New Zealand shares declined after A2 Milk fell on news of a new competitor in China's infant formula market and as rising bond yields made dividend stocks less attractive.

The benchmark S&P/NZX 50 Index shed 82.36 points, or 0.8 per cent, to 10,759.18. Within the index, 29 stocks fell, 14 rose and seven were unchanged. Turnover was $130.2 million.

A2 shares fell 46 cents, or 3.6 per cent, to $12.30. About 646,000 shares hands, down from a daily average of about 740,000 the past three months.

"The biggest weight on the market was A2 – that share price has been trending down for a wee while now. It's really come off the boil since August," says Grant Williamson at Hamilton Hindin Greene.

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A2 shares peaked at $18.04 on July 31, although they are still 22 per cent higher than a year ago.

Broking firm Citi says domestic Chinese infant formula company Junlebao, controlled by the Hebei provincial government, has gained State Administration for Market Regulation - SAMR - registration for its infant formula, which also contains only the A2 protein, and will be allowed for sale in offline retail channels, such as mother and baby specialty supermarkets.

A2 is already competing against other foreign brands produced by Mead Johnson, Danone and Nestle, which also produce infant formula containing only the A2 protein – most milk contains both the A1 and A2 proteins.

Williamson says the A2 brand is still very strong in China "but any increase in competition will hurt to some degree. Personally, I think the market may have over-reacted a little."

Bucking the negative trend, Pushpay shares jumped 12 cents, or 3.8 per cent, to $3.29 after it reported a US$6.5m ($10.1m) net profit for the six months ended September, a turnaround from the previous first-half's US$4.4m net loss.

The digital church collection payment app maker started generating positive operating cash flow during the past 12 months, and that stepped up to US$8.9m in the six months ended September 30 from about US$2m in the March period.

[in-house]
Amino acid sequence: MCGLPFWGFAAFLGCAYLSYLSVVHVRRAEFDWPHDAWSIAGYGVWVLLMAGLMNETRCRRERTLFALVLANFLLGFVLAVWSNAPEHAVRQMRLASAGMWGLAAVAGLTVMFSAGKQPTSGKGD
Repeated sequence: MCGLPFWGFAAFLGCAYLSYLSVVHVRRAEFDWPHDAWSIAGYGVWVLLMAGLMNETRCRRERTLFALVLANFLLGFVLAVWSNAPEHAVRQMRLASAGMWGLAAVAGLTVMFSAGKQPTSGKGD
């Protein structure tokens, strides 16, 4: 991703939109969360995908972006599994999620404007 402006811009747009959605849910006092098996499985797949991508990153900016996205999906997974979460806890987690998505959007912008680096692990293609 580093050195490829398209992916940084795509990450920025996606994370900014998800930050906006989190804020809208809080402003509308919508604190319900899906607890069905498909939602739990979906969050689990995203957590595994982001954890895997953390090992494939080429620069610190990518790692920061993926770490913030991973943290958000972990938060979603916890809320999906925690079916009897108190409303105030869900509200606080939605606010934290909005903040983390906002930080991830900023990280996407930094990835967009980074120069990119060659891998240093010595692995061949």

Church customer numbers rose to 7,905 from 7,420 a year earlier, while monthly average revenue per customer was up 20 per cent at US$1,272.

Also bucking the trend, shares in Restaurant Brands rose 1.3 per cent to $11.90 while shares in pharmaceuticals distributor Ebos climbed 2.8 per cent to $25.45.

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Williamson says Restaurant Brands shares are thinly traded since Mexico's Finaccess Capital took control of the company in a partial takeover last year.

"But it continues to produce some very good numbers." Last month, the fast-food restaurant operator said it anticipates net profit will be at least 10 per cent higher next year as it continues to roll out new stores and looks at buying others.

Williamson says while Ebos used to be regarded as a yield stock, it is now viewed more as a growth stock.

Ebos is expecting a significant increase in earnings this year with the Chemist Warehouse Group supply contract kicking in from July 1, which is expected to add about $1 billion to annual sales.

The company's revenue was $6.9b in the year ended June.

Meridian Energy shares were unchanged at $4.60 after earlier dipping as much as 2.4 per cent. Almost 3.5 million shares changed hands, compared with its 1.5 million daily average the past three months.

Not only is Meridian and its fellow electricity generator/retailers prized for its high dividend yield, but the threat of closure of the Tiwai Point aluminium smelter by its majority owner, global mining giant Rio Tinto, is hanging over the entire sector.

Meridian is the smelter's major electricity supplier but, since the smelter takes about 13 per cent of New Zealand's electricity, its closure would release excess power that would take some time to absorb.

Rio Tinto has said the plant is struggling with global aluminium prices near a three-year low.

Genesis Energy shares were down 0.8 per cent at $3.155 and Mercury NZ shares sank 1.6 per cent to $4.79.

Among other yield stocks, telecommunications network company Chorus shares shed 2.1 per cent to $5.315, phone company Spark shares eased 1.9 per cent to $4.38 and retirement village operator Ryman Healthcare fell 2.2 per cent to $13.15.

The 10-year swap rate edged up to a bid price of 1.5025 per cent from 1.4900 per cent yesterday.